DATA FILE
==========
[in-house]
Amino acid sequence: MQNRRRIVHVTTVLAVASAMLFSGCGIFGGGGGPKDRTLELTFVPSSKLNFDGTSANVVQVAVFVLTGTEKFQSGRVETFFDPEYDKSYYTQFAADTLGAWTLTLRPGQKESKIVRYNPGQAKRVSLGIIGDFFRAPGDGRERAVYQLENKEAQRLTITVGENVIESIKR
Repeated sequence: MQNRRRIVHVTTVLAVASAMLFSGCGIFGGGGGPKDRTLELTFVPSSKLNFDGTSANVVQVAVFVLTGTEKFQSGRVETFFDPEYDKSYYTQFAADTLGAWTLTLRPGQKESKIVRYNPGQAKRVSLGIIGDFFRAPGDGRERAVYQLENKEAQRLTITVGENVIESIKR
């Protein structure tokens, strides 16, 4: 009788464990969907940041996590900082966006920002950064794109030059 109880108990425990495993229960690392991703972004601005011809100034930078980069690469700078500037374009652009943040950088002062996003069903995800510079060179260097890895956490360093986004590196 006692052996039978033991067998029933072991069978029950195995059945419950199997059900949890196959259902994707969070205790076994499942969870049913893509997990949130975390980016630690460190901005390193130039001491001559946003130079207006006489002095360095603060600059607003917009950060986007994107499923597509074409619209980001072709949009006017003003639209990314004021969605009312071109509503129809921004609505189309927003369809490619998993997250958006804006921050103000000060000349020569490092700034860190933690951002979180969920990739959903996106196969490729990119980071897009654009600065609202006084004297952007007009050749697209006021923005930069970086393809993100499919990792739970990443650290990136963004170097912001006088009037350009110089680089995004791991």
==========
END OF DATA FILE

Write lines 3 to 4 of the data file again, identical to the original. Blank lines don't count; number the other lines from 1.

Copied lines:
Repeated sequence: MQNRRRIVHVTTVLAVASAMLFSGCGIFGGGGGPKDRTLELTFVPSSKLNFDGTSANVVQVAVFVLTGTEKFQSGRVETFFDPEYDKSYYTQFAADTLGAWTLTLRPGQKESKIVRYNPGQAKRVSLGIIGDFFRAPGDGRERAVYQLENKEAQRLTITVGENVIESIKR
């Protein structure tokens, strides 16, 4: 009788464990969907940041996590900082966006920002950064794109030059 109880108990425990495993229960690392991703972004601005011809100034930078980069690469700078500037374009652009943040950088002062996003069903995800510079060179260097890895956490360093986004590196 006692052996039978033991067998029933072991069978029950195995059945419950199997059900949890196959259902994707969070205790076994499942969870049913893509997990949130975390980016630690460190901005390193130039001491001559946003130079207006006489002095360095603060600059607003917009950060986007994107499923597509074409619209980001072709949009006017003003639209990314004021969605009312071109509503129809921004609505189309927003369809490619998993997250958006804006921050103000000060000349020569490092700034860190933690951002979180969920990739959903996106196969490729990119980071897009654009600065609202006084004297952007007009050749697209006021923005930069970086393809993100499919990792739970990443650290990136963004170097912001006088009037350009110089680089995004791991």